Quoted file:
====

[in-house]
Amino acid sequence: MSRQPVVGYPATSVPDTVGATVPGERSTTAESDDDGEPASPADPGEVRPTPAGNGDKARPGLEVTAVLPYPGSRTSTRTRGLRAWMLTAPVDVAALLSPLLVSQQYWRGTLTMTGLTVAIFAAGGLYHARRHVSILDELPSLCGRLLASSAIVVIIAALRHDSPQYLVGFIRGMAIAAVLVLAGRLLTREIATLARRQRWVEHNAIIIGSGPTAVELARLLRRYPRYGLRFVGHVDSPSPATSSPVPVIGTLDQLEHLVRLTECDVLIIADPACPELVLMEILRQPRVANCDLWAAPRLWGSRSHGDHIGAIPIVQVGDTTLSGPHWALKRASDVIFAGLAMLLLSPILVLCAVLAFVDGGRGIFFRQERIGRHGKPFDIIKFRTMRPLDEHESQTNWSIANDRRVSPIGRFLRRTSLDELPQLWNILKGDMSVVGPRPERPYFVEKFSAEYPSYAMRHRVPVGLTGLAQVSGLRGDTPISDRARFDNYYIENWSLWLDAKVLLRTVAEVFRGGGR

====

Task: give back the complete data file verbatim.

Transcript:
[in-house]
Amino acid sequence: MSRQPVVGYPATSVPDTVGATVPGERSTTAESDDDGEPASPADPGEVRPTPAGNGDKARPGLEVTAVLPYPGSRTSTRTRGLRAWMLTAPVDVAALLSPLLVSQQYWRGTLTMTGLTVAIFAAGGLYHARRHVSILDELPSLCGRLLASSAIVVIIAALRHDSPQYLVGFIRGMAIAAVLVLAGRLLTREIATLARRQRWVEHNAIIIGSGPTAVELARLLRRYPRYGLRFVGHVDSPSPATSSPVPVIGTLDQLEHLVRLTECDVLIIADPACPELVLMEILRQPRVANCDLWAAPRLWGSRSHGDHIGAIPIVQVGDTTLSGPHWALKRASDVIFAGLAMLLLSPILVLCAVLAFVDGGRGIFFRQERIGRHGKPFDIIKFRTMRPLDEHESQTNWSIANDRRVSPIGRFLRRTSLDELPQLWNILKGDMSVVGPRPERPYFVEKFSAEYPSYAMRHRVPVGLTGLAQVSGLRGDTPISDRARFDNYYIENWSLWLDAKVLLRTVAEVFRGGGR